Student Loans: To Pay or Just to Save

Paying off your student loans is good, but you don’t want to pay them off so aggressively that you don’t build up a nest egg.

Student loan debt in the United States is no joke. In 2019, the national student debt load is the highest it has ever been at $1.5 trillion. For undergrad students from the class of 2017, the average loan debt post-grad is over $28,000. So the question remains: Is it better to pay off loans more quickly or build up savings?

It’s a question new millennials in the workforce face for years after graduating as they hammer away at their debt while simultaneously trying to build their nest eggs. And many wonder if they’re doing what’s best for their financial future.

No easy answer.

According to Andrew Pentis (@andrewpentis), personal finance expert and certified student loan counselor at Student Loan Hero, this common query does not have a black and white answer.

“You might prioritize another financial goal because it makes more sense for your situation,” Pentis said. “It could be wise to save for a rainy day if your forecast shows the potential for, say, a stack of medical bills. Making minimum or lower student loan payments could give you the breathing room you need to handle other debt or routine expenses. On the other hand, you might prioritize repaying debt because it will lift the emotional strain.”

He suggested looking at the issue mathematically. He posited that if your loans are at a five percent interest rate and you can only get a 2.5 percent APY high-yield savings account or CoD, it’s better to pay off the debt first.

As one of her seven steps to paying off student loan debt, Casey Bond (@caseylynnbond) at HuffPost suggests bi-monthly payments instead of one monthly payment or putting any windfalls or extra income against the debt as well.

That isn’t to say that starting any kind of savings is a bad idea. The experts agree that putting funds aside for emergencies should be part of the plan regardless of how much you are putting towards your student loan debt.

With well-stocked emergency fund (and a decent credit score) you’ll keep yourself safe from predatory no credit check loans like payday loans, cash advances, and title loans that take advantage of people who need quick cash. No amount of student debt is worth getting stuck in a spiral of short-term bad credit loans with 400 percent APRs.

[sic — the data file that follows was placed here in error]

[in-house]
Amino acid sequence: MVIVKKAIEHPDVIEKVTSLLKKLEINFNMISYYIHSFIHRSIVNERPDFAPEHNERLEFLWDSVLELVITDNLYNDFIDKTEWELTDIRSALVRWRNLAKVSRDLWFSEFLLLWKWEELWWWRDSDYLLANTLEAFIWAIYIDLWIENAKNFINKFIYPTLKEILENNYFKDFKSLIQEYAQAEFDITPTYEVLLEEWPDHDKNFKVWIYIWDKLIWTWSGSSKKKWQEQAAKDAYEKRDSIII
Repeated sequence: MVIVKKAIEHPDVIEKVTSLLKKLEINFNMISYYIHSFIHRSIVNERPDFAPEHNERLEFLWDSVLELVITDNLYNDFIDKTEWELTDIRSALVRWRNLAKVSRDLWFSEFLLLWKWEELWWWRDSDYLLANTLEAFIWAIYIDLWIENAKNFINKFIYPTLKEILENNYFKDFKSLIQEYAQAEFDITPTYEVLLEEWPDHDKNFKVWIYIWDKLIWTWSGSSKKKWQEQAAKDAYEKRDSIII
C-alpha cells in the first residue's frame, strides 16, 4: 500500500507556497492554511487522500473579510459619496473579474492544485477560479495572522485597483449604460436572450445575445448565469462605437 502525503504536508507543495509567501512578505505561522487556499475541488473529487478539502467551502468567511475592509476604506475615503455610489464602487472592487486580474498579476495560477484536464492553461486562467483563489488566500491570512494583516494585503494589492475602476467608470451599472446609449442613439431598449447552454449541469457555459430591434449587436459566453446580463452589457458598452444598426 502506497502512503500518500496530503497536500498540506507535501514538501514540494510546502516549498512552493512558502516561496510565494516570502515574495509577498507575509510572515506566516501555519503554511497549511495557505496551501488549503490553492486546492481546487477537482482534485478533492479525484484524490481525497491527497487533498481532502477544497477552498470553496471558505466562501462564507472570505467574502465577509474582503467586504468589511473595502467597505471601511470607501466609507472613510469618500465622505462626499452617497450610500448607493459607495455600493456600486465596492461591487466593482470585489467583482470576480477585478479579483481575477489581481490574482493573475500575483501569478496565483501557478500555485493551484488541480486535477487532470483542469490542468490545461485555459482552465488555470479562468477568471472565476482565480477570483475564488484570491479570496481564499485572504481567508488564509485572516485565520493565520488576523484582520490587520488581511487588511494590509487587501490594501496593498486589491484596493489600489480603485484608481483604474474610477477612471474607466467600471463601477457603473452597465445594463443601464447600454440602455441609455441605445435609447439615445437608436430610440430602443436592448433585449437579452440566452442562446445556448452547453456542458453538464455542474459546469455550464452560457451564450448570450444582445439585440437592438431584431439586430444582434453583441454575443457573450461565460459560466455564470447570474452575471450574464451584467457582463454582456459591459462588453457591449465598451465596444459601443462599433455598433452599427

Prioritize other debt.

It’s also important to keep an eye on other types of debt—especially those with higher interest rates—before tackling student loans head on. If your credit card debt interest rates are higher than your loan debt, it makes much more sense to knock those out first.

And your credit cards probably are more expensive than your student debts! A 2018 article from CNN Money found that the average interest rate for credit cards is around 15 percent while the average for student loans is only 2.6 percent.

Two of the most popular debt repayment methods are the Debt Snowball and the Debt Avalanche. If you want to learn more about them, you can check out these posts:

If you’re up to your neck in personal debts, it might be worth considering a debt consolidation loan which can help you stay on track financially and rescue your credit score from the certain doom of unpaid minimums or past due balances.

Build a nest egg that will grow.

When it comes to building your savings, one option is investing that versus simply putting it aside. When paying down debts, it might not be possible to set aside a ton of extra money each week or month, but a little can go a long way if it grows in the market.

According to a CNN article from 2014, Mohammad Majd (@CNNMoneyInvest) suggests investing instead of paying down student loans. As with the rest of the advice, it all comes down to simple mathematics.

Majd explains his reasoning for investing simply, “One important concept that I came across was Opportunity Cost—the notion of quantifying what you give up when you chose one option over another. I asked myself: Why am I rushing to pay off loans with 3 percent to 6 percent interest rates when the S&P has historically returned 11 percent?”

You can also compromise!

So there isn’t an easy solution to this problem. But there are a lot of avenues to decide from. While each individual borrower will have their own idea of what’s best for them, Pentis gives some general guiding advice for choosing your own path with a potential compromise:

“A potential compromise: Be aggressive with your student loan repayment but keep your payment amount at a level that would also allow you to sock away a few extra dollars every month. Then you can work toward achieving both of your goals.”

To learn more about how can save more money and take care of your finances long-term, check out these other posts and articles from OppLoans:

Do you have a  personal finance question you’d like us to answer? Let us know! You can find us on Facebook and Twitter.

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Andrew Pentis (@andrewpentis) is a staff writer covering personal finance for Student Loan Hero. His work has appeared in 30-plus publications.

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